A record 173 publicly listed companies disclosed data on workforce practices to investors in 2021 through the Workforce Disclosure Initiative. The number of FTSE100 companies disclosing employee data now stands at 50 — up from 39 in 2018 — with BlackRock, abrdn, M&S, Mahindra, Puma, SingTel and National Grid taking part.
\\ Top Stories \\
The JUST 100 List for 2022 is published
The annual Rankings reflect the performance of America’s largest publicly traded companies on the Issues that matter most in defining just business behavior today. The Issues, and their weights in the model, are determined by polling of the American public. The 2022 Rankings were published on January 11, 2022.
Big business should talk more about people
Responsible investment campaigner ShareAction found that investors are more likely to vote for environmental or governance resolutions than social ones. Financial Times speaks to the Workforce Disclosure Initiative on their dataset hearing: “The best response rates in the past were on governance issues like board responsibilities and policy statements, unlikely to capture the public imagination. The spirit of openness doesn’t extend as much to the nitty gritty of pay, conditions or safety. Staff turnover appears a closely guarded secret, says ShareAction’s Rosie Mackenzie.”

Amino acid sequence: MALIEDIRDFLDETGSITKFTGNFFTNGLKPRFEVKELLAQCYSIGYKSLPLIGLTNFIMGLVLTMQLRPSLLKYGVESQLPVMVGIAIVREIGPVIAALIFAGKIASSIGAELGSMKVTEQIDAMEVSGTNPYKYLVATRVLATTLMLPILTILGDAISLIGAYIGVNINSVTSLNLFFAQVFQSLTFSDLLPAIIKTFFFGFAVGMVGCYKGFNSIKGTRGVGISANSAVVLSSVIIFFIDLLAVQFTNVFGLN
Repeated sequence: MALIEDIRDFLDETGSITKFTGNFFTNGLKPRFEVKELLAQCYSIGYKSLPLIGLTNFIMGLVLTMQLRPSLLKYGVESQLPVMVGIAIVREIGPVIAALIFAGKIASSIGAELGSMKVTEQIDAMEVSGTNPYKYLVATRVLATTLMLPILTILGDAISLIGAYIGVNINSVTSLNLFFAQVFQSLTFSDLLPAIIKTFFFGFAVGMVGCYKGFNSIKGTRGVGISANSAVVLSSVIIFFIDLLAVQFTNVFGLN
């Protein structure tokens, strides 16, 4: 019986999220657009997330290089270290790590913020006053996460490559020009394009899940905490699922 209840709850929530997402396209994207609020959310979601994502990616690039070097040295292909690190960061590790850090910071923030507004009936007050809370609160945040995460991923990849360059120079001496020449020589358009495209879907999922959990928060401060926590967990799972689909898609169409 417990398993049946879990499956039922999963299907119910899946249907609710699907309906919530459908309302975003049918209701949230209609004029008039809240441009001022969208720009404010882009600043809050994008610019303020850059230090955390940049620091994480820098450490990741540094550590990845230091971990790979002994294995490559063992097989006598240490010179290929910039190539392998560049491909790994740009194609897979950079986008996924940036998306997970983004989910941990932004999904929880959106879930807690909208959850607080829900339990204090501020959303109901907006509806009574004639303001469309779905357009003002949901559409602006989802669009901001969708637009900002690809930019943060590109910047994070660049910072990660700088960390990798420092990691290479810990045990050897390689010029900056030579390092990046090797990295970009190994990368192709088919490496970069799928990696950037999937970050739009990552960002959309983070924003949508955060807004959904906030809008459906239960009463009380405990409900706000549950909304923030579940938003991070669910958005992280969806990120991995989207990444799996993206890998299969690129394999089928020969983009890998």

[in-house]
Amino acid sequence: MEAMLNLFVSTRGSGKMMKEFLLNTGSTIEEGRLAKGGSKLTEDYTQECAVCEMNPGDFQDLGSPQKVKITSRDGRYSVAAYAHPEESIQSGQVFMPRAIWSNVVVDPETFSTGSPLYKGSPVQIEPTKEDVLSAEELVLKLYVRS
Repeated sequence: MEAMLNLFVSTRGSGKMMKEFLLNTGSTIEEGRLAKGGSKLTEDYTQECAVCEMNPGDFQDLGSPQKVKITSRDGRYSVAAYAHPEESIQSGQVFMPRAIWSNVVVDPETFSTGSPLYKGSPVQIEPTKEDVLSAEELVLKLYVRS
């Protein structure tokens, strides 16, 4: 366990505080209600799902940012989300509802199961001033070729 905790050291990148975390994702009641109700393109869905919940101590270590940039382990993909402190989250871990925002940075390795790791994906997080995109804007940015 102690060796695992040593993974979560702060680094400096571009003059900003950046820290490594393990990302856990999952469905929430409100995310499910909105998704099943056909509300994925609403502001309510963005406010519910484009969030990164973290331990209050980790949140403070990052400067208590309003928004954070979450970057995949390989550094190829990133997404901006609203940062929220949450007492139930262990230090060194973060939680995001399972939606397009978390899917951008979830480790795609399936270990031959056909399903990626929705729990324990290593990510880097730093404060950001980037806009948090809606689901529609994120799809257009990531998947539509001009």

Sustainable funds face threat from tech sector turmoil
Environmental, social and governance-focused funds face a more uncertain outlook in 2022, as pressures mount from research costs and hits to the big growth stocks that have helped power the investments’ outperformance. ESG inflows boomed throughout 2021, even as they slowed in pace towards the end of the year, with global sustainable fund assets doubling in the six months to September 2021 to reach $3.9tn, according to data provider Morningstar. But the breakneck expansion of the ESG sector could stall if performance starts to approach or underperform benchmarks, after years of high-flying returns driven by powerful rallies in growth stocks.
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\\ Report & Paper Highlight \\
Global Risks Report — WEF
What are the most severe risks on a global scale over the next 10 years?
What risks have worsened the most since the start of Covid?
Integrating biodiversity into a risk assessment framework — Moodys
- Biodiversity-related risks are rising up the agenda for companies, investors and policymakers.
- Impacts, dependencies and governance are critical elements to assess companies’ biodiversity-related risks.
- The main driver of biodiversity loss is the loss of habitat due to land use changes, which also exacerbates climate change’s negative impacts on biodiversity.
- To understand companies’ governance of biodiversity issues, we assess the level of their commitment to protect biodiversity, based on disclosures. The average biodiversity protection score for 1,200 assessed companies was 32 out of 100, highlighting a general lack of disclosures. Within a subsample of 67 heavy construction companies, we find that 61% disclose commitments to address biodiversity. However, we consider nearly half of these companies “weak” in terms of the implementation of such commitments. This shows a clear disconnect between most companies’ commitments and tangible measures disclosed to reduce their impact on biodiversity.
What framework could be used?
\\ Leading Across ESG \\